Monday, November 23, 2020


 Quick update

The second CMR barge is taking shape and as the photo shows, I'm making the full 110' length model. All parts were cut from their sprues, sanded, and laid out on the bench for a test run. The exterior braces are not shown (68 total), as well as the four interior lateral bases. They can be seen in last week's update, should anyone be interested.

Dry run

And of course, I ran out of solvent before she was done. I was using SciGrip 4, but rather than filling up the needle-tipped bottle, I switched application methods and used a small brush which allowed more control over the amount I was using. I placed an order for SciGrip 3 (which reaches 80% strength in 24 hours instead of 72 hours), plus a medium-bodied tube of solvent for comparison. Assembly will continue as soon as they arrive.


Wednesday, November 18, 2020



In accordance with the railroad's theme as a cog in the Nation's Basic Materials & Primary sectors, barges and a towboat were deemed an appropriate addition to my river-rail transload operation. I did some internet searching and found laser-cut acrylic kits offered by Custom Model Railroads. After browsing and getting distracted by all of their other cool stuff like skyscrapers and lift bridges, a barge 3-pack and towboat was purchased.

It has taken me a long time getting to this point, mostly due to a bit of intimidation. These kits are more advanced than what I typically build and are made of acrylic, an unfamiliar material. As such, I let the project fester on the shelf since delivery, paralyzed by analysis. I already had the real estate picked out and riverfront partially landscaped, so I finally forced myself to flip through the directions and dive in.

One barge has been assembled thus far but the other two should go a bit quicker after familiarizing myself with the multitude of parts, and working with acrylic solvent from a needle-tipped bottle. Filling and sanding the interior bracing pockets was slightly tedious, so they'll be hidden with coal or aggregate loads on the remaining two kits. Overall, I've gained some confidence with these acrylic kits and look forward to beginning construction on the tow boat. I'm considering ordering their double track lift bridge for the next layout, too...

The instructions are well written (and give scale to the kit) 
"Fiberglass" covers are provided, molded out of white styrene

Squadron putty applied and sanded smooth, per the instructions

An overview. Deck bracing is optional if a load or covers are added. I think the next two will be loaded...

Deck details still need to be applied    

CMR's double track bridge, nearly 47" in length


The second project is a pair of EMD SD45s that have been in progress for about two years, which were originally painted for the C&NW. With the latest and greatest SD45s available from Scaletrains, I don't know why I'm still heading down this path, but I digress. The hardest part was stripping Kato's paint but the 91% eventually did its job, and details were then added. ESU Loksound decoders with proper 20-cylinder sound files are installed, along with dual sugar cube speakers. Eventually they'll get a paint job and LED lighting.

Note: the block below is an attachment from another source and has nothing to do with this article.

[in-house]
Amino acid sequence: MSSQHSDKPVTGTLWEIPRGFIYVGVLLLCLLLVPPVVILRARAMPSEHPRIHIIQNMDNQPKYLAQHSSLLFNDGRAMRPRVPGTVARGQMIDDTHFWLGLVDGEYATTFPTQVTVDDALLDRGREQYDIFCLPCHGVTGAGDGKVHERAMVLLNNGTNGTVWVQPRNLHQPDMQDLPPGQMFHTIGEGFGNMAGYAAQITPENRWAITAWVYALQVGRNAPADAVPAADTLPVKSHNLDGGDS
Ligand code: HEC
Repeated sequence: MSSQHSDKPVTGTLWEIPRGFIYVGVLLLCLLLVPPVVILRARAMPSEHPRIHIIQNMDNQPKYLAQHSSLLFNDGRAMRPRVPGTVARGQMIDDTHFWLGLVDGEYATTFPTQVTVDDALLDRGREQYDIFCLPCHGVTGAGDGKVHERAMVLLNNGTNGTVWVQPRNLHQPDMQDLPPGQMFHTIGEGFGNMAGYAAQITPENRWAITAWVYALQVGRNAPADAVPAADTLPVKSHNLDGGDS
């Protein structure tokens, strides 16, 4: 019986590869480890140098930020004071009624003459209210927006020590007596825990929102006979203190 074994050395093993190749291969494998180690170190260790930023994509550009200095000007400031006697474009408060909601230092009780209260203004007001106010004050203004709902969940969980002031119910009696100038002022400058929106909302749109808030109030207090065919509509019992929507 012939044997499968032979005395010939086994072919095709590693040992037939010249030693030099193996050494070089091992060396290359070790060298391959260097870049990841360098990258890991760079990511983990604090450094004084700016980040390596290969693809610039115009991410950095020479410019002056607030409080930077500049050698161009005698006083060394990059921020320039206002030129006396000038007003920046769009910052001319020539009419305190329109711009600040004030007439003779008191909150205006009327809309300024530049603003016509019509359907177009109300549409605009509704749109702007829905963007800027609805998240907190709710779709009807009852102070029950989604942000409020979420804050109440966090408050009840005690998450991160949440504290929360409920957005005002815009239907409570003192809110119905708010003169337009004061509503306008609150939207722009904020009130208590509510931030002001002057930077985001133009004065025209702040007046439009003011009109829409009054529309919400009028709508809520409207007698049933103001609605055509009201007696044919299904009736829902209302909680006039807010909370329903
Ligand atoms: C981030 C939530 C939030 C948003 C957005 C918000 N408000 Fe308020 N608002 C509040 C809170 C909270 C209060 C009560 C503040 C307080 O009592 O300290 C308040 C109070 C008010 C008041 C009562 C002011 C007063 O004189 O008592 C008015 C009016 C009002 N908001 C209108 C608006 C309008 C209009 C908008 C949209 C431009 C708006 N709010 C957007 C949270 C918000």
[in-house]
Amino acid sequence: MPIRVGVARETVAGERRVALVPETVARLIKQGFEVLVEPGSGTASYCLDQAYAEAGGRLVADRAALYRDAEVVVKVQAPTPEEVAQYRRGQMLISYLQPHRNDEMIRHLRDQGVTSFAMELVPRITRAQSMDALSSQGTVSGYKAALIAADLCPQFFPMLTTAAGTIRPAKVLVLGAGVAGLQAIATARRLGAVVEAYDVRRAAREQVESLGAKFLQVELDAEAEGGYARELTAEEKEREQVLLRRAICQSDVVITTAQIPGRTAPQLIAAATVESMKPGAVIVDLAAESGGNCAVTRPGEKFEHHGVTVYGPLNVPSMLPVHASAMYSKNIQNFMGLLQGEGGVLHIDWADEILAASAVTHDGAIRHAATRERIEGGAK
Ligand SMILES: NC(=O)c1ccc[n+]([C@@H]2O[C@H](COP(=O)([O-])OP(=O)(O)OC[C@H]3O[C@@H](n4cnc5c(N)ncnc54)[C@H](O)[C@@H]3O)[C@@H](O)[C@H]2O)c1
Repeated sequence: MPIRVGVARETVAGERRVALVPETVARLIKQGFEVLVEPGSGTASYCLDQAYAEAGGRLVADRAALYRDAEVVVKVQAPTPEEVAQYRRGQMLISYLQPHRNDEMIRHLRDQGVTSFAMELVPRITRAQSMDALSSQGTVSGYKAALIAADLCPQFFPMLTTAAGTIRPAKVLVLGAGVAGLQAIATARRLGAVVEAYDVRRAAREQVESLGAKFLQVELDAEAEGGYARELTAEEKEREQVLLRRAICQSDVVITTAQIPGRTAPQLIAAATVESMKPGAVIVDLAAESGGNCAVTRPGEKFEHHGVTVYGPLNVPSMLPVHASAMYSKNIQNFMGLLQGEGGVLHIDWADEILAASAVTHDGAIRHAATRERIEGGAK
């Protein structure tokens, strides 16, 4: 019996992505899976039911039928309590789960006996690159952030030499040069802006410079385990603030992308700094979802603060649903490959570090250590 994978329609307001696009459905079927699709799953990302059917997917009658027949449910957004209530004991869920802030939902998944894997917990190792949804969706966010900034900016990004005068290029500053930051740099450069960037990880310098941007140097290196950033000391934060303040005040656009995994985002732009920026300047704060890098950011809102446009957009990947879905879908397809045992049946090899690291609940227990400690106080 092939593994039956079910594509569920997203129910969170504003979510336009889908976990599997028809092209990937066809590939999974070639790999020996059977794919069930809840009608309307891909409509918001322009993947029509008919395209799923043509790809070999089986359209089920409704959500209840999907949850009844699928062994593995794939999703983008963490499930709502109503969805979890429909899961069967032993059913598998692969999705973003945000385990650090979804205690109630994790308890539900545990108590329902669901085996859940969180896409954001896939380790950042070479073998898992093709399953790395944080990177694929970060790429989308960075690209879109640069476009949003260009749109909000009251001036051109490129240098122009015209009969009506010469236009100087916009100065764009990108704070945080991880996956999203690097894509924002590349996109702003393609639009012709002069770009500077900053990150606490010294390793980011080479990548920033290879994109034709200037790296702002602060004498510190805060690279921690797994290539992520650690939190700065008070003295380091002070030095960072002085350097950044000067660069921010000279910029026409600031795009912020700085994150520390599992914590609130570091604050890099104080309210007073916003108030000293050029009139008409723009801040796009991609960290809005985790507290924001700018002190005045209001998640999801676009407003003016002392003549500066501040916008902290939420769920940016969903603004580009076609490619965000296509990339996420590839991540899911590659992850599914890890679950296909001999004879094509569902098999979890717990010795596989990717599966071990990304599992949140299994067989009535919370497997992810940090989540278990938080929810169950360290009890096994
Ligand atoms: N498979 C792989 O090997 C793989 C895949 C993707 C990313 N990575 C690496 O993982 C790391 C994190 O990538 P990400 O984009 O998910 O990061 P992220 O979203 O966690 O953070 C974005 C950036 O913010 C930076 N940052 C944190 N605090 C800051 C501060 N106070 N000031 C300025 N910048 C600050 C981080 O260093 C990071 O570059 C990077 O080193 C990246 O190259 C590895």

I have not made a decision about the handrails yet, as we all know the standard KATO parts are a bit chunky. I may order the etched variety from KV models or go another route with parts already on hand, i.e. Athearn metal parts. Sure, they're not as detailed, but from afar they look decent to my eyes. We'll see how much motivation I find.

The snow shields and air conditioner are why I like freelanced modeling: I added them because they look cool. There's a GP35 that will go along with these two which is in the same condition, but she's hidden away in the modeling closet. All three show various aftermarket modifications such as anti-climbers, relocated horns and headlights, along with an ECAFB* that hints at electrical upgrades, but under the hood they still retain 20-cylinder prime movers. 

*Electrical Cabinet Air Filter Box, typically a sign of dash-2 electronics. It's on the left side walkway behind the cab.

Moderately modified by CMPS but the 20-cyl is still under the hood. AS IT SHOULD BE.

Freelanced 20-cylinder rebuilds. Maybe SD45M-2?

Thanks for reading and I'll have some photos of the tow boat for the next update.


Saturday, October 31, 2020



E.A. Poe

Once upon a midnight dreary, while I pondered, weak and weary,
Over many a quaint and curious volume of forgotten lore—
    While I nodded, nearly napping, suddenly there came a tapping,
As of some one gently rapping, rapping at my chamber door.
“’Tis some visitor,” I muttered, “tapping at my chamber door—
            Only this and nothing more.”

    Ah, distinctly I remember it was in the bleak December;
And each separate dying ember wrought its ghost upon the floor.
    Eagerly I wished the morrow;—vainly I had sought to borrow
    From my books surcease of sorrow—sorrow for the lost Lenore—
For the rare and radiant maiden whom the angels name Lenore—
            Nameless here for evermore.

    And the silken, sad, uncertain rustling of each purple curtain
Thrilled me—filled me with fantastic terrors never felt before;
    So that now, to still the beating of my heart, I stood repeating
    “’Tis some visitor entreating entrance at my chamber door—
Some late visitor entreating entrance at my chamber door;—